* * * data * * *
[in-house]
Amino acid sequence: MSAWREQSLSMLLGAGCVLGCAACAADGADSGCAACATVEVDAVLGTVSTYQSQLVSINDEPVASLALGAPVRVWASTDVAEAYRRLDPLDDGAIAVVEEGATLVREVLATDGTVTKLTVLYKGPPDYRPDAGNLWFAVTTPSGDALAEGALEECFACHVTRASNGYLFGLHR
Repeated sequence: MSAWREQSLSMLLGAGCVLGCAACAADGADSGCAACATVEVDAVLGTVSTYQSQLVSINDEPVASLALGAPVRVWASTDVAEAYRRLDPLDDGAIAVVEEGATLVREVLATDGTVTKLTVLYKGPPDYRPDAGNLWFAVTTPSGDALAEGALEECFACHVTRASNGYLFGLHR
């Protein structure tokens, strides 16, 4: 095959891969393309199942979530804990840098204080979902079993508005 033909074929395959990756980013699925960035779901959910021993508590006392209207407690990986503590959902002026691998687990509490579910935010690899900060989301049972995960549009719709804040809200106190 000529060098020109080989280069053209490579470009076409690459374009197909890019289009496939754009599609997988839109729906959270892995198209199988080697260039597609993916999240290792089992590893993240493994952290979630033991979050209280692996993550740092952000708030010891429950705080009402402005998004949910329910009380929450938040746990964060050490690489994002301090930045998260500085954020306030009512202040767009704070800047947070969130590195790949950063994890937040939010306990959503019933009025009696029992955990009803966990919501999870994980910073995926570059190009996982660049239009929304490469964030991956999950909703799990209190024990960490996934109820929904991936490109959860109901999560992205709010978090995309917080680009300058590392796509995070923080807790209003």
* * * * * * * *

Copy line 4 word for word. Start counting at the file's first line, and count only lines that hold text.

């Protein structure tokens, strides 16, 4: 095959891969393309199942979530804990840098204080979902079993508005 033909074929395959990756980013699925960035779901959910021993508590006392209207407690990986503590959902002026691998687990509490579910935010690899900060989301049972995960549009719709804040809200106190 000529060098020109080989280069053209490579470009076409690459374009197909890019289009496939754009599609997988839109729906959270892995198209199988080697260039597609993916999240290792089992590893993240493994952290979630033991979050209280692996993550740092952000708030010891429950705080009402402005998004949910329910009380929450938040746990964060050490690489994002301090930045998260500085954020306030009512202040767009704070800047947070969130590195790949950063994890937040939010306990959503019933009025009696029992955990009803966990919501999870994980910073995926570059190009996982660049239009929304490469964030991956999950909703799990209190024990960490996934109820929904991936490109959860109901999560992205709010978090995309917080680009300058590392796509995070923080807790209003």